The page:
John Daskal Stadium finally adds sign

18 Stadium CeremonyIt took a few years, but family and friends of former Reid Ross High School football coach John Daskal were finally able to celebrate the installation of a permanent sign in his honor outside the football stadium bearing his name.

It was around 2002 that the stadium, at what is now Reid Ross Classical High School, was named in honor of Daskal, the only coach the school ever knew before it closed as a traditional high school in 1984.

When Daskal finally retired in 1991, he had 211 wins, at the time the most of any high school football coach in Cumberland County history.

He was inducted into the Fayetteville Sports Club Hall of Fame in 2006.

High school football has returned to John Daskal Stadium this season as it has become the temporary home of Terry Sanford High School, which ironically was the last school where Daskal was a head coach before he retired from the profession.

Daskal’s daughters, Kim Daskal Lee and Kristina Daskal Magyar, led the push to raise money to get a permanent sign installed.

They held a golf tournament at Gates Four Golf and Country Club in April and had numerous people reach out to make donations toward the project.

A family friend, Dr. Wally Mohammed, took the lead in the construction of the sign.

Mohammed operates a restaurant in Lillington, and he and Daskal became friends when Daskal and his wife Carol first visited the restaurant years ago.

Lee praised the efforts of men who coached and/or played for her father. Among them were Fred McDaniel, Bill Yeager, Billy Starks and Reggie Pinkney.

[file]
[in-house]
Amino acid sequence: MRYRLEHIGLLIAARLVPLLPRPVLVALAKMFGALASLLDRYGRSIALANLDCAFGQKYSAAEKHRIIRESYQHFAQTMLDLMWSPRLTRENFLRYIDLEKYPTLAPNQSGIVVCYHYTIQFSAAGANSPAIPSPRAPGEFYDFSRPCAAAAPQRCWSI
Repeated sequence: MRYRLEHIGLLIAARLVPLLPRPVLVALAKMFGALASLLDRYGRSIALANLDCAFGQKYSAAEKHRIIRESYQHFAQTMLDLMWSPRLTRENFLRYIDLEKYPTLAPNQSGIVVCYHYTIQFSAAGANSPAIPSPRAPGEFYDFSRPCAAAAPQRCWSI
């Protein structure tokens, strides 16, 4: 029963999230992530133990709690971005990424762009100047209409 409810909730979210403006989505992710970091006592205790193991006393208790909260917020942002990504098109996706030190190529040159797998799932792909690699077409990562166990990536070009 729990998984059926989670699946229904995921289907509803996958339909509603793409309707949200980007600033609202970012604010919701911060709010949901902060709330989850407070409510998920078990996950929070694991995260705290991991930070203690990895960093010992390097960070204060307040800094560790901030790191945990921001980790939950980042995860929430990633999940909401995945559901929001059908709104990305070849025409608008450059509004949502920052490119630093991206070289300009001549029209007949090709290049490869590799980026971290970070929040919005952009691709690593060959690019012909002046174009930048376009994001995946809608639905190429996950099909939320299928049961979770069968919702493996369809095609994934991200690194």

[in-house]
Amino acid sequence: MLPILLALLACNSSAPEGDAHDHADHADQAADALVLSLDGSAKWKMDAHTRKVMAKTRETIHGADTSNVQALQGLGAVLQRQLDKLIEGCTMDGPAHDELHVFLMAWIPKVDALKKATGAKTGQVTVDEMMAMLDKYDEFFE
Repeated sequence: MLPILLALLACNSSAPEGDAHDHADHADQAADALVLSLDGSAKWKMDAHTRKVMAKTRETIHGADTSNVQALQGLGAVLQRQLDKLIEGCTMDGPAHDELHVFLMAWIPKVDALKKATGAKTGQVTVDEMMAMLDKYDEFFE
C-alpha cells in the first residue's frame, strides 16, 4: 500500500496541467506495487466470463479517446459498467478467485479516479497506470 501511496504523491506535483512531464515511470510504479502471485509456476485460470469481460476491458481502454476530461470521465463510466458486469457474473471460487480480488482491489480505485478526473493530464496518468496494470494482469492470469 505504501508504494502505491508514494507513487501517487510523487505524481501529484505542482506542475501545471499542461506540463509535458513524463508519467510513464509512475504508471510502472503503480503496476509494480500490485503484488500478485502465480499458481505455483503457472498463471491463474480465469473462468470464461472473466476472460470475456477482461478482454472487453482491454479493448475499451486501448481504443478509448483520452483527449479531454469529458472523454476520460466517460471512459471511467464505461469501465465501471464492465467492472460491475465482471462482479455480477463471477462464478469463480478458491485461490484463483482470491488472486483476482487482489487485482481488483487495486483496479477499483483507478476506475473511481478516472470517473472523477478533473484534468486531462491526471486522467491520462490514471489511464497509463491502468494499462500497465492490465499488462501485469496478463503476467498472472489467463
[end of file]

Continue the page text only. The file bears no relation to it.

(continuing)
“Every planning meeting, they were there,’’ she said. “We made so many contacts with people we would not have been able to reach out to. They have gone above and beyond.’’

The ceremony for the sign was held at halftime of a recent Terry Sanford junior varsity football game at Reid Ross.

Lee estimated about 50 alumni of Reid Ross, including some former football players of Daskal, came out for the ceremony. Pinkney, Yeager and Starks were among those attending.

“He treated all the players like sons,’’ said Pinkney, principal at Ramsey Street High School in Fayetteville. “We played so much harder for him, and that was why we were
successful.’’

Yeager, former head coach at Terry Sanford and Gray’s Creek High Schools, works as an assistant coach at Terry Sanford.

“He was just a fine man,’’ Yeager said of Daskal. “He cared about his players while he coached them and after they got through and went on doing what they do in their lives.
“He was the real deal, the whole package.’’

Starks, principal at Pine Forest Middle School, said Daskal was bigger than life and the kind of coach you would run through a brick wall for.

“He was just a good person,’’ Starks said. “He loved us, cared about us and we would do anything for him. He was just a special human being.’’

Pictured: Retired Reid Ross High school football coach John Daskal is joined by men who played and/or coached with him during his career at the ceremony. Pictured from left to right: Current Terry Sanford coach Fred McDaniel, retired Cumberland County Schools student activities director Fred McDaniel, Daskal, current Ramsey Street High School principal Reggie Pinkney, current Terry Sanford assistant coach Bill Yeager and current Pine Forest Middle School principal Billy Starks.